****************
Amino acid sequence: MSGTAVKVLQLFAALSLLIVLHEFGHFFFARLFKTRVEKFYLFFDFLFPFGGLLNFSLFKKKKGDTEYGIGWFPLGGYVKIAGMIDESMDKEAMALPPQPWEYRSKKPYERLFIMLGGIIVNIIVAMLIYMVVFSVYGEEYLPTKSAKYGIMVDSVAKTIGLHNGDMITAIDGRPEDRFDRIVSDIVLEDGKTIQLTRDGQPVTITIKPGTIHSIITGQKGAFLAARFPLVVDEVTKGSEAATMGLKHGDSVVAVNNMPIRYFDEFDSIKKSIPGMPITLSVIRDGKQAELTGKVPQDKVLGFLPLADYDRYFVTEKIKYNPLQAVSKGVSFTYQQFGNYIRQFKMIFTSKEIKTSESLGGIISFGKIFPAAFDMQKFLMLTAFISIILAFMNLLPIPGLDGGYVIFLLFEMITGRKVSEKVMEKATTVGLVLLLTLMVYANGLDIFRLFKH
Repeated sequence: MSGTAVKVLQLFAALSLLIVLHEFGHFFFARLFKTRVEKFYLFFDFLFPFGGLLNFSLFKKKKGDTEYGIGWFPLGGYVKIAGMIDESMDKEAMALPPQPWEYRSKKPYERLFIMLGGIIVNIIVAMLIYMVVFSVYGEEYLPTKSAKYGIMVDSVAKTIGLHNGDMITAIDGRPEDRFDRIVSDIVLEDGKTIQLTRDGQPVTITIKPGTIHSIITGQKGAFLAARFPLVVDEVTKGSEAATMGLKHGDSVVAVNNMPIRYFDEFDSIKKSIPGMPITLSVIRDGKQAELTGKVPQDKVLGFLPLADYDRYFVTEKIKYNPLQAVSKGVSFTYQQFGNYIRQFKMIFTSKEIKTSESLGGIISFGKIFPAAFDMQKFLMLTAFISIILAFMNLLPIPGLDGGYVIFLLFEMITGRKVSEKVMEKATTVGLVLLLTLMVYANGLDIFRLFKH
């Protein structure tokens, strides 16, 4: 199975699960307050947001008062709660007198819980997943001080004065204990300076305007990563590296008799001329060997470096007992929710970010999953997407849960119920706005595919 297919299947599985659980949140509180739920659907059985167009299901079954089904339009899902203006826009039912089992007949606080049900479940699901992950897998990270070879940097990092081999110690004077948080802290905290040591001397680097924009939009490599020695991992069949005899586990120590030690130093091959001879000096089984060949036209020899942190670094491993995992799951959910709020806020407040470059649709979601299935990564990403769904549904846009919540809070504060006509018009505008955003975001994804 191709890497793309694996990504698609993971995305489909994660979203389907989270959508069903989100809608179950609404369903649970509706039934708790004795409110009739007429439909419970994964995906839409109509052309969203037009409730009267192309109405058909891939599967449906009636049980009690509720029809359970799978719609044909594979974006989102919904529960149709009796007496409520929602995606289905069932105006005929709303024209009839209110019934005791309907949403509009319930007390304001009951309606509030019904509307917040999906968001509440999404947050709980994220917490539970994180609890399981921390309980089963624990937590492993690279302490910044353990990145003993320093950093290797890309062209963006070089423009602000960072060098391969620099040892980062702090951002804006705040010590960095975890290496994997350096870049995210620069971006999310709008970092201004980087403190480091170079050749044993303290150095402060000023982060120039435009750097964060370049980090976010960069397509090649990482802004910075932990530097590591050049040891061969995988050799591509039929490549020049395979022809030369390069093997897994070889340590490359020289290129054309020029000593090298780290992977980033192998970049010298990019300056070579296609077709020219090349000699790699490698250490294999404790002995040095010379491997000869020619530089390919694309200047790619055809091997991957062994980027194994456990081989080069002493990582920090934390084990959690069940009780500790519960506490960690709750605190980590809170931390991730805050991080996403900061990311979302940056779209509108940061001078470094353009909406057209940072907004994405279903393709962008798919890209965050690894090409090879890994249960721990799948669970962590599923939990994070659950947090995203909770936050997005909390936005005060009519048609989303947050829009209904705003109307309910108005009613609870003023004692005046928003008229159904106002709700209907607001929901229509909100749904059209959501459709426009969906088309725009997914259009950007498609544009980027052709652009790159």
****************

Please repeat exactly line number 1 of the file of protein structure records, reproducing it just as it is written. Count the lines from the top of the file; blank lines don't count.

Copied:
Amino acid sequence: MSGTAVKVLQLFAALSLLIVLHEFGHFFFARLFKTRVEKFYLFFDFLFPFGGLLNFSLFKKKKGDTEYGIGWFPLGGYVKIAGMIDESMDKEAMALPPQPWEYRSKKPYERLFIMLGGIIVNIIVAMLIYMVVFSVYGEEYLPTKSAKYGIMVDSVAKTIGLHNGDMITAIDGRPEDRFDRIVSDIVLEDGKTIQLTRDGQPVTITIKPGTIHSIITGQKGAFLAARFPLVVDEVTKGSEAATMGLKHGDSVVAVNNMPIRYFDEFDSIKKSIPGMPITLSVIRDGKQAELTGKVPQDKVLGFLPLADYDRYFVTEKIKYNPLQAVSKGVSFTYQQFGNYIRQFKMIFTSKEIKTSESLGGIISFGKIFPAAFDMQKFLMLTAFISIILAFMNLLPIPGLDGGYVIFLLFEMITGRKVSEKVMEKATTVGLVLLLTLMVYANGLDIFRLFKH